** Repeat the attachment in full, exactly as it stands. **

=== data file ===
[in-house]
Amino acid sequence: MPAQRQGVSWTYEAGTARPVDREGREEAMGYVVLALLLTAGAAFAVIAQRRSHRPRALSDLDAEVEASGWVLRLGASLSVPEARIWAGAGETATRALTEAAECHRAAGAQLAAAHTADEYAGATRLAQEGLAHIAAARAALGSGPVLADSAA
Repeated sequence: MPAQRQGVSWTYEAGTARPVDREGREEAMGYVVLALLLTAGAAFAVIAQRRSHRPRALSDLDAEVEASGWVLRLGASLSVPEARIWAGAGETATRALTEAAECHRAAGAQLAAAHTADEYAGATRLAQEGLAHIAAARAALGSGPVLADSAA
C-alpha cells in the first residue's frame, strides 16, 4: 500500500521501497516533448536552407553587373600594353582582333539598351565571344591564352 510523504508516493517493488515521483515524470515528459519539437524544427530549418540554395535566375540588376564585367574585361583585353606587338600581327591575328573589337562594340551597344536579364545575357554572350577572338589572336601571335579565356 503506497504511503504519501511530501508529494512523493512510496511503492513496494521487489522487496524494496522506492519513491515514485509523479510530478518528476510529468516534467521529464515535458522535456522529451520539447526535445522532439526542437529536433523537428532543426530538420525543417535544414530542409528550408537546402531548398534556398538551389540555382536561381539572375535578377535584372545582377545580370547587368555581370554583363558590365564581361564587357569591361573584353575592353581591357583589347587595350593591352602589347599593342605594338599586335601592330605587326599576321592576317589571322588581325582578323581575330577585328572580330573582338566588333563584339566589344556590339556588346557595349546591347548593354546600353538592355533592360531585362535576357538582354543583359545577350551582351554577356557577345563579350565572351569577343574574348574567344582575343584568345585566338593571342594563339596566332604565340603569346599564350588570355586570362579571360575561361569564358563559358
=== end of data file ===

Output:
[in-house]
Amino acid sequence: MPAQRQGVSWTYEAGTARPVDREGREEAMGYVVLALLLTAGAAFAVIAQRRSHRPRALSDLDAEVEASGWVLRLGASLSVPEARIWAGAGETATRALTEAAECHRAAGAQLAAAHTADEYAGATRLAQEGLAHIAAARAALGSGPVLADSAA
Repeated sequence: MPAQRQGVSWTYEAGTARPVDREGREEAMGYVVLALLLTAGAAFAVIAQRRSHRPRALSDLDAEVEASGWVLRLGASLSVPEARIWAGAGETATRALTEAAECHRAAGAQLAAAHTADEYAGATRLAQEGLAHIAAARAALGSGPVLADSAA
C-alpha cells in the first residue's frame, strides 16, 4: 500500500521501497516533448536552407553587373600594353582582333539598351565571344591564352 510523504508516493517493488515521483515524470515528459519539437524544427530549418540554395535566375540588376564585367574585361583585353606587338600581327591575328573589337562594340551597344536579364545575357554572350577572338589572336601571335579565356 503506497504511503504519501511530501508529494512523493512510496511503492513496494521487489522487496524494496522506492519513491515514485509523479510530478518528476510529468516534467521529464515535458522535456522529451520539447526535445522532439526542437529536433523537428532543426530538420525543417535544414530542409528550408537546402531548398534556398538551389540555382536561381539572375535578377535584372545582377545580370547587368555581370554583363558590365564581361564587357569591361573584353575592353581591357583589347587595350593591352602589347599593342605594338599586335601592330605587326599576321592576317589571322588581325582578323581575330577585328572580330573582338566588333563584339566589344556590339556588346557595349546591347548593354546600353538592355533592360531585362535576357538582354543583359545577350551582351554577356557577345563579350565572351569577343574574348574567344582575343584568345585566338593571342594563339596566332604565340603569346599564350588570355586570362579571360575561361569564358563559358